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J Affect Disord. 2017 Jan 1;207:86-94. doi: 10.1016/j.jad.2016.09.026. Epub 2016 Sep 23.

Resting-state functional connectivity of the amygdala and longitudinal changes in depression severity in adolescent depression.

Author information

1
Department of Psychiatry, Division of Child and Adolescent Psychiatry, and Weill Institute for Neurosciences, University of California, San Francisco, 401 Parnassus Avenue, San Francisco, CA, USA. Electronic address: colm.connolly@ucsf.edu.
2
Department of Psychiatry, Division of Child and Adolescent Psychiatry, and Weill Institute for Neurosciences, University of California, San Francisco, 401 Parnassus Avenue, San Francisco, CA, USA; Department of Psychology, Stanford University, Stanford, CA, USA.
3
Department of Psychiatry, Division of Child and Adolescent Psychiatry, and Weill Institute for Neurosciences, University of California, San Francisco, 401 Parnassus Avenue, San Francisco, CA, USA; Department of Clinical Neuroscience, Karolinska Institutet, Stockholm, Sweden.
4
Department of Psychiatry, Division of Child and Adolescent Psychiatry, and Weill Institute for Neurosciences, University of California, San Francisco, 401 Parnassus Avenue, San Francisco, CA, USA.
5
Department of Psychiatry, Division of Child and Adolescent Psychiatry, and Weill Institute for Neurosciences, University of California, San Francisco, 401 Parnassus Avenue, San Francisco, CA, USA; Department of Psychology, Stanford University, Stanford, CA, USA; Neurosciences Program, Stanford University, Stanford, CA, USA.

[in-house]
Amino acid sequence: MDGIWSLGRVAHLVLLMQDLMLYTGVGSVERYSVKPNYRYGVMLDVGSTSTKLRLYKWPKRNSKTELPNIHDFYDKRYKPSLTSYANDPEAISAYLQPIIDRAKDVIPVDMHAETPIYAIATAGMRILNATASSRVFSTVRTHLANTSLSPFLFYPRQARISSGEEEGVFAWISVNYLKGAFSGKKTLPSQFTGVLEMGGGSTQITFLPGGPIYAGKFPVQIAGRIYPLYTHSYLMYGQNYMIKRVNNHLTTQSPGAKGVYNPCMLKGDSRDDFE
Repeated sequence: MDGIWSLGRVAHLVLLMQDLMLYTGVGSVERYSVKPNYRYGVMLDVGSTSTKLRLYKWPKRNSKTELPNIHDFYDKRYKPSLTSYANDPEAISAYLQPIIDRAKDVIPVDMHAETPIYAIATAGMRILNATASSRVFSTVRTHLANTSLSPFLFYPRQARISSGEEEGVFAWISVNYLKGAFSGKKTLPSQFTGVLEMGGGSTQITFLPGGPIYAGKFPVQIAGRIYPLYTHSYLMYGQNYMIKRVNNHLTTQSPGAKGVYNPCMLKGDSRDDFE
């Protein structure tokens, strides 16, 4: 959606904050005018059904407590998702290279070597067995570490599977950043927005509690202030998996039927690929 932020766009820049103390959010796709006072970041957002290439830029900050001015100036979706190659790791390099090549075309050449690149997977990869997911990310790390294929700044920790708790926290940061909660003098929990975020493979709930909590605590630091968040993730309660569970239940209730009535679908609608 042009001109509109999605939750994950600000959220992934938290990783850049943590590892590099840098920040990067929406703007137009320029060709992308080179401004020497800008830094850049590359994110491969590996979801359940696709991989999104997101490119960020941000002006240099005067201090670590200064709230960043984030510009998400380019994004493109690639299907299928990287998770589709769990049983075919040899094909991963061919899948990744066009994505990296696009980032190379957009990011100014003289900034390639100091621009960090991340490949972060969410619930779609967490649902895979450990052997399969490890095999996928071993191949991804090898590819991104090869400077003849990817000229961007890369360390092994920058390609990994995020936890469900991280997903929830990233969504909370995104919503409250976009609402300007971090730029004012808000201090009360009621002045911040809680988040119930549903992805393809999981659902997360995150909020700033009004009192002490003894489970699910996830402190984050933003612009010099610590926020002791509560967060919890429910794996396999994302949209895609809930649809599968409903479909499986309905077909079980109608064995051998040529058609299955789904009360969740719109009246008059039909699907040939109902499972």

6
Department of Radiology & Biomedical Imaging, University of California, San Francisco, 1700 4th St., San Francisco, CA, USA.
7
Department of Psychiatry, University of California, San Diego, 9500 Gilman Dr., La Jolla, CA, USA; Veterans Affairs San Diego Health Care System, La Jolla, CA, USA.

Abstract

BACKGROUND:

The incidence of major depressive disorder (MDD) rises during adolescence, yet the neural mechanisms of MDD during this key developmental period are unclear. Altered amygdala resting-state functional connectivity (RSFC) has been associated with both adolescent and adult MDD, as well as symptom improvement in response to treatment in adults. However, no study to date has examined whether amygdala RSFC is associated with changes in depressive symptom severity in adolescents.

METHOD:

We examined group differences in amygdala RSFC between medication-naïve depressed adolescents (N=48) and well-matched healthy controls (N=53) cross-sectionally. We then longitudinally examined whether baseline amygdala RSFC was associated with change in depression symptoms three months later in a subset of the MDD group (N=24).

RESULTS:

Compared to healthy controls, depressed adolescents showed reduced amygdala-based RSFC with the dorsolateral prefrontal cortex (DLPFC)and the ventromedial prefrontal cortex (VMPFC). Within the depressed group, more positive baseline RSFC between the amygdala and insulae was associated with greater reduction in depression symptoms three months later.

LIMITATIONS:

Only a subset of depressed participants was assessed at follow-up and treatment type and delivery were not standardized.

CONCLUSIONS:

Adolescent depression may be characterized by dysfunction of frontolimbic circuits (amygdala-DLPFC, amygdala-VMPFC) underpinning emotional regulation, whereas those circuits (amygdala-insula) subserving affective integration may index changes in depression symptom severity and may therefore potentially serve as a candidate biomarker for treatment response. Furthermore, these results suggest that the biomarkers of MDD presence are distinct from those associated with change in depression symptoms over time.

KEYWORDS:

Adolescent major depression; Amygdala; Dorsolateral prefrontal cortex; Resting-state; Ventromedial prefrontal cortex

PMID:
27716542
PMCID:
PMC5149416
DOI:
10.1016/j.jad.2016.09.026
[Indexed for MEDLINE]
Free PMC Article

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